A Head for Heights? - (5 September 2021)

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It was an exceptional week, certainly not for the acrophobiacs. Markets vaulted, so did our favourite piece of paper: the Indian Rupee. How do things look from up so high? Let’s find out:

Asia’s SPACing Out

Beating Hong Kong to the game, Singapore became the first Asian financial center to allow for listings of SPACs, or Special Purpose Acquisition Companies(SPACs) also called “blank cheque companies”. Regulators worldwide have to align with this trend to ensure not to lose listings to US exchanges: in 2021 alone, SPACs formed 70% of the total IPO listings and raised around USD 130 billion. 

SPACs are generally considered a faster and smoother path to going public given lesser regulatory scrutiny compared to that in case of IPO route. Retail investors also quickly get access to high growth companies. Indian unicorns are also closely evaluating SPAC opportunities to go public. In fact, recently an India-focused SPAC raised USD 200 million in an IPO in the US markets.

OUR TAKE

The number of listings via SPACs seems to be slowing down in the US given increased scrutiny by the US SEC. Greater disclosures have been called for so investors have more information getting in. India, by allowing SPAC listing on IFSC, might have been a late entrant in the space, but it can draw lessons quickly from the evolving SPAC framework around the globe. It needs to mainstream SPACs to ensure Indian investors do not lose access to the best homegrown companies. A holistic approach, which balances the capital raising needs of businesses and also the interests of retail investors is the need of the hour.

Stocked Up, and Up, and Up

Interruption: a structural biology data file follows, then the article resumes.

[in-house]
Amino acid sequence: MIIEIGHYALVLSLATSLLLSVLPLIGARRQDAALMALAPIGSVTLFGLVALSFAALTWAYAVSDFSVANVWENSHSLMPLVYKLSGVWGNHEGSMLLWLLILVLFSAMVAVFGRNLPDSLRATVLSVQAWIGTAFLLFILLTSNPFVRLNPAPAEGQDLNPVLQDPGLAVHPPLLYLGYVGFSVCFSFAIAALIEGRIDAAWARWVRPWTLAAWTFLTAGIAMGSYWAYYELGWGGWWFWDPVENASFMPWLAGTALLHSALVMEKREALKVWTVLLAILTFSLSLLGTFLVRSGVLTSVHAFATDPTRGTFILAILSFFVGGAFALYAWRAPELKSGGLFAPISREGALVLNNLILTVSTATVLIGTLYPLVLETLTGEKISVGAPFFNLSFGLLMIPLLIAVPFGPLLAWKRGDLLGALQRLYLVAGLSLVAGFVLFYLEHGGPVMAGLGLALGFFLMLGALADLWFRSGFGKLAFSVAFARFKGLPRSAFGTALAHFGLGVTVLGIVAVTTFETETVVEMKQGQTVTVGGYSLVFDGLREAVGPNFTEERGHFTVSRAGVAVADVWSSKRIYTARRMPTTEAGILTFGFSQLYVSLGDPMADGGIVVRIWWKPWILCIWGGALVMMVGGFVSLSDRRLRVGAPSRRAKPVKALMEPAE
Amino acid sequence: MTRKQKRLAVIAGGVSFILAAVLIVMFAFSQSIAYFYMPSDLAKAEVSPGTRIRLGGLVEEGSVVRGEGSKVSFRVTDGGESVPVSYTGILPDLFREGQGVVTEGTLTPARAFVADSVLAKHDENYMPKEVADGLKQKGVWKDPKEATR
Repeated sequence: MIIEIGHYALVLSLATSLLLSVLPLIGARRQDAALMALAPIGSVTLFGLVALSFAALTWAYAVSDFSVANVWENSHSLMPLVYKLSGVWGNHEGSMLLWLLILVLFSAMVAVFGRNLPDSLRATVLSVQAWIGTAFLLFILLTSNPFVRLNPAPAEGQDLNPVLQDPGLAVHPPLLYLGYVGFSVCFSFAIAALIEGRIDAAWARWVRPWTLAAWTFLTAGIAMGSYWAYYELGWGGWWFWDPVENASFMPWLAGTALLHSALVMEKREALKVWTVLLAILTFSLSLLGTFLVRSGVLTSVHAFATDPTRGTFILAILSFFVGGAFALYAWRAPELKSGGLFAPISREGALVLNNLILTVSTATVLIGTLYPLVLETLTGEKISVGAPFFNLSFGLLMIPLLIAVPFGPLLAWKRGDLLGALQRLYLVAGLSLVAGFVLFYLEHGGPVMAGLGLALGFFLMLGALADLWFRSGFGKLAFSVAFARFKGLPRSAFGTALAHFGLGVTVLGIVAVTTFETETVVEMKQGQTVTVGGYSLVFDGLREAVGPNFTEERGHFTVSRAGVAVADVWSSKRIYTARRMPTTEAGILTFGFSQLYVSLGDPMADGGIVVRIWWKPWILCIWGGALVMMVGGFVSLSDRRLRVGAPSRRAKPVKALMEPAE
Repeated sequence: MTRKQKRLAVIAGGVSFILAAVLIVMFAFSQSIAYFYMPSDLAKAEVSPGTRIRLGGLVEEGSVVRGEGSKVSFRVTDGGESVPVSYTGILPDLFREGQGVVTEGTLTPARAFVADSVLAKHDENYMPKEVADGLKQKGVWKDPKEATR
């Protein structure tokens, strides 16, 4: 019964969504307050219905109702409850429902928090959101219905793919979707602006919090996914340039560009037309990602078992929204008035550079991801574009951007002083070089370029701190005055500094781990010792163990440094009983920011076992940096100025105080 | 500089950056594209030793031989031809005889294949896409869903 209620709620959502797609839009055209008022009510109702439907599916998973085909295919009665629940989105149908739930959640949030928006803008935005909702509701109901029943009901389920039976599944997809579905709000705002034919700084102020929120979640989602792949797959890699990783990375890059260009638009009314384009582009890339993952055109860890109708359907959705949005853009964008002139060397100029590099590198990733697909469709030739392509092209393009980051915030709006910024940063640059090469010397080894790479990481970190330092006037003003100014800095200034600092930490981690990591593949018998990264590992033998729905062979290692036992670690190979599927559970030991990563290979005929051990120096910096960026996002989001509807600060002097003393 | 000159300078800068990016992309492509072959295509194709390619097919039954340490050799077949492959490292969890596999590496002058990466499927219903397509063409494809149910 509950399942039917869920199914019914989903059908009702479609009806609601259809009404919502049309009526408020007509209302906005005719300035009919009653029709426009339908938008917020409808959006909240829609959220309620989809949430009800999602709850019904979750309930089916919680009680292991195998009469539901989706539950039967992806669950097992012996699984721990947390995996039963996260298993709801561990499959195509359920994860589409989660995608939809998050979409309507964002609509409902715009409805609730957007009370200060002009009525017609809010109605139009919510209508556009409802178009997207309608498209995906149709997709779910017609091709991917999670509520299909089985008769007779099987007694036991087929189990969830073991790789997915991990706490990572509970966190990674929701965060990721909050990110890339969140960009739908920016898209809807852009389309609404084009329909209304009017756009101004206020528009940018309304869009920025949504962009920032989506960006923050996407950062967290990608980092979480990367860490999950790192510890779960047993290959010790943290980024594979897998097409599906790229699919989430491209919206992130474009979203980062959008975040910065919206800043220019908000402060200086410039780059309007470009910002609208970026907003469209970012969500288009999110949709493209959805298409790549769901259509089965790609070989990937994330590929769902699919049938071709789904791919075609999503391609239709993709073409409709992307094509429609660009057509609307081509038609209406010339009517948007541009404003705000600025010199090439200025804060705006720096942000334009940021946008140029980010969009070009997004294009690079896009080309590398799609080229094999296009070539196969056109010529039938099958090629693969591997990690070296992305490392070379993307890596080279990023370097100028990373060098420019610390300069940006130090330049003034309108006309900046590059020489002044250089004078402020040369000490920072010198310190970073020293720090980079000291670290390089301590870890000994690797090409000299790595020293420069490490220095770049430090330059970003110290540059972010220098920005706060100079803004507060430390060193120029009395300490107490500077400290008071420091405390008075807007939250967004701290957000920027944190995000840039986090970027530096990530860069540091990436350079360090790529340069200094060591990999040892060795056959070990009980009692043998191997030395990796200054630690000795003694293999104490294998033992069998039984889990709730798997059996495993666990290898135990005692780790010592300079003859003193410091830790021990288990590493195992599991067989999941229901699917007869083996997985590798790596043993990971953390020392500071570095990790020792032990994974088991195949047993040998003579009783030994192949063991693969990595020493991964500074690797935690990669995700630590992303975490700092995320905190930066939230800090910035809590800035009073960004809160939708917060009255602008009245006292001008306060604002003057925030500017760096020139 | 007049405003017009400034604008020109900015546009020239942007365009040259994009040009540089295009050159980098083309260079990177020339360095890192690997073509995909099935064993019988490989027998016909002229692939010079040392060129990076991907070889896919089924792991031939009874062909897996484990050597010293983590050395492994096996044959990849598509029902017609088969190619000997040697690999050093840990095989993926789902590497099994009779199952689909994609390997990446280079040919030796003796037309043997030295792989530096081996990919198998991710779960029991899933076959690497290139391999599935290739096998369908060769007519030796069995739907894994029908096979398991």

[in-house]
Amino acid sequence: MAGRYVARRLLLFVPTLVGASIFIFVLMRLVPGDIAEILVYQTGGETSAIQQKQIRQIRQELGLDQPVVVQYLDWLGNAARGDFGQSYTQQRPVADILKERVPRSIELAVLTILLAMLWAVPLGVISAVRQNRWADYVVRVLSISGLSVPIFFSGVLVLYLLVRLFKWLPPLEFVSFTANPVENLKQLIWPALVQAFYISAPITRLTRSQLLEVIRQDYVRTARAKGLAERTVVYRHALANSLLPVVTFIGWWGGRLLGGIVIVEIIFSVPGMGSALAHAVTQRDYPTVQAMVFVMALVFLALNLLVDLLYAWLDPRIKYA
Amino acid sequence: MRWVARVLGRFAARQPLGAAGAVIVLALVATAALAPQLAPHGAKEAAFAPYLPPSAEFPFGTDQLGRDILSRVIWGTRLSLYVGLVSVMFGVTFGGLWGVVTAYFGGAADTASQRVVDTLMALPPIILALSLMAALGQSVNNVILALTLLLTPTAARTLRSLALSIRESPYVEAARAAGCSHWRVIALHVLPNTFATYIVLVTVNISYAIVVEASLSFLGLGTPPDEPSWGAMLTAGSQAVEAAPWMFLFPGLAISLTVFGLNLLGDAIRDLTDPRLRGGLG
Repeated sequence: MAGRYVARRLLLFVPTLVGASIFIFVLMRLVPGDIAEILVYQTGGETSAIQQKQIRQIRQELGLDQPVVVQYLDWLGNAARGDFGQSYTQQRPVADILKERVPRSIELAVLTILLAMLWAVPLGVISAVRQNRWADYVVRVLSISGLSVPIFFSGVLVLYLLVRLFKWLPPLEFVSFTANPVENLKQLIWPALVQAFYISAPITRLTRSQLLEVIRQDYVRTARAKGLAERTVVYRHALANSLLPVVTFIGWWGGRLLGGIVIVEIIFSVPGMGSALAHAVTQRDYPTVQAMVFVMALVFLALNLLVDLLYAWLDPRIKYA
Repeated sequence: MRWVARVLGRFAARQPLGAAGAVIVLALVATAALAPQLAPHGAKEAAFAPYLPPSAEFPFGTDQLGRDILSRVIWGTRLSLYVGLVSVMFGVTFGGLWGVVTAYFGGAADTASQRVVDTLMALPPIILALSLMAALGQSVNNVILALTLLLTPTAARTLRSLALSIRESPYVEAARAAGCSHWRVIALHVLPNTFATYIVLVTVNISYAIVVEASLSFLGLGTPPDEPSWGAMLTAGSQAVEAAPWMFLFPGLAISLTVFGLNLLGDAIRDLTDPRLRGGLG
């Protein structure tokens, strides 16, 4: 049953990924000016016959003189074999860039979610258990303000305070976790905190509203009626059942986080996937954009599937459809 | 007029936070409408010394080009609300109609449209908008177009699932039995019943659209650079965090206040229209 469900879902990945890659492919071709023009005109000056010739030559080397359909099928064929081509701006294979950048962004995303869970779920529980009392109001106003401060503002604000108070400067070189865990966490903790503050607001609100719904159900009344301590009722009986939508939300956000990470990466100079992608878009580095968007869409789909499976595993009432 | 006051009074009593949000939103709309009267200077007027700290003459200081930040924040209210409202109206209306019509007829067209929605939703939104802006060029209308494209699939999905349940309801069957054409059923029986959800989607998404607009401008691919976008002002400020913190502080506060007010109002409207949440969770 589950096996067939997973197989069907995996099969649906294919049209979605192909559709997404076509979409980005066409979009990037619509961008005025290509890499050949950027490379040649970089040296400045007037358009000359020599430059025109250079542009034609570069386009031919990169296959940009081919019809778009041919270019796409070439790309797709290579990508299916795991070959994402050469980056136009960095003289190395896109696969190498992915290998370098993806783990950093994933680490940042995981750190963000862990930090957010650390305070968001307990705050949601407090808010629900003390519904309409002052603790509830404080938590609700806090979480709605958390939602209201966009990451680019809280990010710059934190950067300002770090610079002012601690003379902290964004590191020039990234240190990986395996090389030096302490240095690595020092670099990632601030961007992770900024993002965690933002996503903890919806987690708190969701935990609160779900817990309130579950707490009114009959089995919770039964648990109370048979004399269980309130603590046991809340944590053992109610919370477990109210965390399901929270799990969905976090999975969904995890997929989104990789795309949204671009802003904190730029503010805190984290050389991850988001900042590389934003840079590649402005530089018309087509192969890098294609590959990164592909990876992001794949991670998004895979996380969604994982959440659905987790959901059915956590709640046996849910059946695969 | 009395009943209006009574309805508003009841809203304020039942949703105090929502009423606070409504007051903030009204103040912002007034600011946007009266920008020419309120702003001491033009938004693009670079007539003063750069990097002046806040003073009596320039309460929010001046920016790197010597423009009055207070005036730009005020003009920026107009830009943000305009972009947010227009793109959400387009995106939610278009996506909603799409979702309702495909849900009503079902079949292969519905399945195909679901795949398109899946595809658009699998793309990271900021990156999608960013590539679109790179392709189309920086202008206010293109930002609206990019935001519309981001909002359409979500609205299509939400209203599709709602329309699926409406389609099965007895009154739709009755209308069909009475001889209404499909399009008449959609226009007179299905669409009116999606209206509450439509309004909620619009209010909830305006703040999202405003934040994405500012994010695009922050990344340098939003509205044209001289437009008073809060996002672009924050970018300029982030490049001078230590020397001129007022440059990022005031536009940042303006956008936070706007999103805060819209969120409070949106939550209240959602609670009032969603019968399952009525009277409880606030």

Nifty and Sensex saw a ferocious up move. Over 20% of the ~5000 listed stocks were trading at their all time highs. Are things overheated? 

Now, Nifty EPS grew ~14.2% in FY 21, which was the highest in a decade. Post the pandemic, a lot of stocks witnessed earnings upgrades due to infrastructure spending, high liquidity and tech driven efficiencies. Estimating earnings is a function of time horizon. Morgan Housel: “one of the biggest flaws to come out of academic finance is the idea that assets have one rational price in a world where investors have different goals and time horizons. Bubbles happen when the greed blindfolds the investors and their expectation from the markets in the short term rises. And of course, valuations are ignored.”


OUR TAKE

We need to look beyond the numbers the indices show. There is a real upsurge in earnings, and while we need to walk cautiously, we also need to look to longer horizons to make money. We remain excited about India and the prospects of Indian entrepreneurs and high quality management teams to deliver returns. Stay with your asset allocation: invest, rebalance, repeat!

Volatile Heights

The USA left behind over USD 85 billion worth of military equipment during the hasty exit from Afghanistan. In all, they invested USD 2 trillion in Afghanistan in the past 20 years. In terms of human capital, it trained roughly 4.5 lacs forces, who could not compete against Taliban's 75,000 fighters. Such a huge investment but clearly no return on capital.

 

What’s left behind aren’t toys: there are humvees, trucks, mine-proof vehicles, armoured carriers, machine guns, helicopters, planes, assault rifles, machine guns and pistols! In leaving, the USA has strengthened the Taliban network in ways that can easily, well, backfire. While this equipment will be used by Taliban to destroy domestic challengers, it can easily be oriented against less friendly neighbours.


OUR TAKE

While maintaining the status quo may not have been a popular view in domestic politics in the USA, the withdrawal may have a huge destabilizing effect for the region. And the instability can easily spread to neighbouring areas. India has to watch these developments very carefully across its troubled northern borders (Pakistan, China, and now Afghanistan). While these may not derail the India story, there can certainly be major speed bumps.


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